Back in the day, paper U.S. Treasury bonds were a popular gift for bar mitzvahs, birthdays and other gift-giving occasions. These savings bonds were great because the buyer only paid half the face value of the bond (e.g. $50 for a $100 bond) and when they reached maturity, they could be cashed in for their full face value. If the bondholder waited even longer, the bonds would continue to accrue interest and be worth even more.
You can still buy savings bonds today, but they are in electronic form and you must pay the full face value of the bond. Learn more at Treasury Direct.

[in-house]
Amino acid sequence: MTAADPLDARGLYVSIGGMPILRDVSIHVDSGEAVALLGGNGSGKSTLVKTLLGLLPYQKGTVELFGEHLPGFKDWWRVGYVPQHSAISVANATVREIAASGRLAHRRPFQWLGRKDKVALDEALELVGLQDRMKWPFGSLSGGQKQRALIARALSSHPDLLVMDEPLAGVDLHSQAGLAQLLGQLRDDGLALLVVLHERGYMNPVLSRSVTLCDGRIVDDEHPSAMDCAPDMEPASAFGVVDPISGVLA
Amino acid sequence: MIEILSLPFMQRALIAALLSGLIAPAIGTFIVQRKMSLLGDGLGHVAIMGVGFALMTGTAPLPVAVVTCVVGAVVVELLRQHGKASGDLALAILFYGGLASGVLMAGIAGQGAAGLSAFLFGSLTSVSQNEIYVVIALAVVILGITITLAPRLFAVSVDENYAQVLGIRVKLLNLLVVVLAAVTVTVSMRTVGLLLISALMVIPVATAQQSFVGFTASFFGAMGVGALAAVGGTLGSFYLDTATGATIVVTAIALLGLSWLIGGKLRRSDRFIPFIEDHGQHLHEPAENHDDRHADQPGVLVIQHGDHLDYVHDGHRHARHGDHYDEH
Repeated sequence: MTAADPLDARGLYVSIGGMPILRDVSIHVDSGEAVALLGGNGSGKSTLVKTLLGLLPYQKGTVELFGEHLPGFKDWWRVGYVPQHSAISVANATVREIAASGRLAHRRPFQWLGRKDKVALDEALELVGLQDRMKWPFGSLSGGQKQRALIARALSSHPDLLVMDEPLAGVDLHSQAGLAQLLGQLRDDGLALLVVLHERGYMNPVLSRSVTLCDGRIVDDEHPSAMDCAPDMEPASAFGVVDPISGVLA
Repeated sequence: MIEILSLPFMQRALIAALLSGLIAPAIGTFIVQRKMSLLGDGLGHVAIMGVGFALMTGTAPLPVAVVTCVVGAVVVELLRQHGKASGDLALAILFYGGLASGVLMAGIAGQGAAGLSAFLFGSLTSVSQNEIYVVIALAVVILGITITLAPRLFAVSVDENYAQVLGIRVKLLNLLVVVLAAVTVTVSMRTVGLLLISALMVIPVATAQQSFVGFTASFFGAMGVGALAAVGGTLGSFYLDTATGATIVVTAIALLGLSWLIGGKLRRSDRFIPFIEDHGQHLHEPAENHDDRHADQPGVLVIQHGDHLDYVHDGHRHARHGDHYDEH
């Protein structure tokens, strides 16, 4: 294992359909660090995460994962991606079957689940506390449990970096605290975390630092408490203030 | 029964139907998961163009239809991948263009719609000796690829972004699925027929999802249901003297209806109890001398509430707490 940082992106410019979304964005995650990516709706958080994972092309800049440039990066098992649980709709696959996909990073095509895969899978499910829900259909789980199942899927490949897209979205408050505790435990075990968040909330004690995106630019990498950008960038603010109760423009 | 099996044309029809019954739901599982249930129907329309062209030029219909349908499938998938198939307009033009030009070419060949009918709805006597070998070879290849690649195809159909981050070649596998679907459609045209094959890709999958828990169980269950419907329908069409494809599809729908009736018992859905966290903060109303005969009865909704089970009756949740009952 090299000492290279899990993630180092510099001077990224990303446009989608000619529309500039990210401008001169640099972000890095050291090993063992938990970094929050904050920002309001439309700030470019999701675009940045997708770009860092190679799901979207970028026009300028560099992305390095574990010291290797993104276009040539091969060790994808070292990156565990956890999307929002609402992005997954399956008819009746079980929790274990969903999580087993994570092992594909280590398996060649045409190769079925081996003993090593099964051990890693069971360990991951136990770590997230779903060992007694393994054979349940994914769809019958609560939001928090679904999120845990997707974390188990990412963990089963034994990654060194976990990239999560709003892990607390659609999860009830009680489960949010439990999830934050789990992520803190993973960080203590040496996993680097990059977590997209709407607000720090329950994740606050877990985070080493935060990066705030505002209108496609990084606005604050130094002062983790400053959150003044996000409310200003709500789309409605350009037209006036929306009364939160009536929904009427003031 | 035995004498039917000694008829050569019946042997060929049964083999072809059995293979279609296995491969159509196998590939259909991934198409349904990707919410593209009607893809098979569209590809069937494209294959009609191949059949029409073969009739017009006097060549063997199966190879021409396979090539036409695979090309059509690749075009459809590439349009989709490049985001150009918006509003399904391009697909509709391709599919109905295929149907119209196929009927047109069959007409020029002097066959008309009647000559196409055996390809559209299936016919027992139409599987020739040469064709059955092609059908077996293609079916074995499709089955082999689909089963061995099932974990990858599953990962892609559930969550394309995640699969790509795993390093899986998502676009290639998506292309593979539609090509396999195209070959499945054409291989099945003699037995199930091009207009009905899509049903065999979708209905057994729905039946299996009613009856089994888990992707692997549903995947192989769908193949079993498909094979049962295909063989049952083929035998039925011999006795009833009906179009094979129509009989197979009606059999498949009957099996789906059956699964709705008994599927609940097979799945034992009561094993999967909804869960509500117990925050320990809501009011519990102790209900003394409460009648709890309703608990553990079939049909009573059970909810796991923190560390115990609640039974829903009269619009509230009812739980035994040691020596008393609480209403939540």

One reason the federal government switched to electronic savings bonds is that so many people lost their paper bonds. To help people claim lost bonds and other Treasury securities, the government launched Treasury Hunt, a searchable database of unclaimed bonds. Just enter your Social Security number to see if you have any securities on file. Warning: While the searching will be quick, the procedure to actually get your money will take a while. (This is the government, after all).
While you're at it, you might want to see if the government is holding any unclaimed income tax refunds for you. The IRS says that millions of dollars in refunds are returned every year as undeliverable [source: IRS]. Visit the unclaimed money section of USA.gov for more information.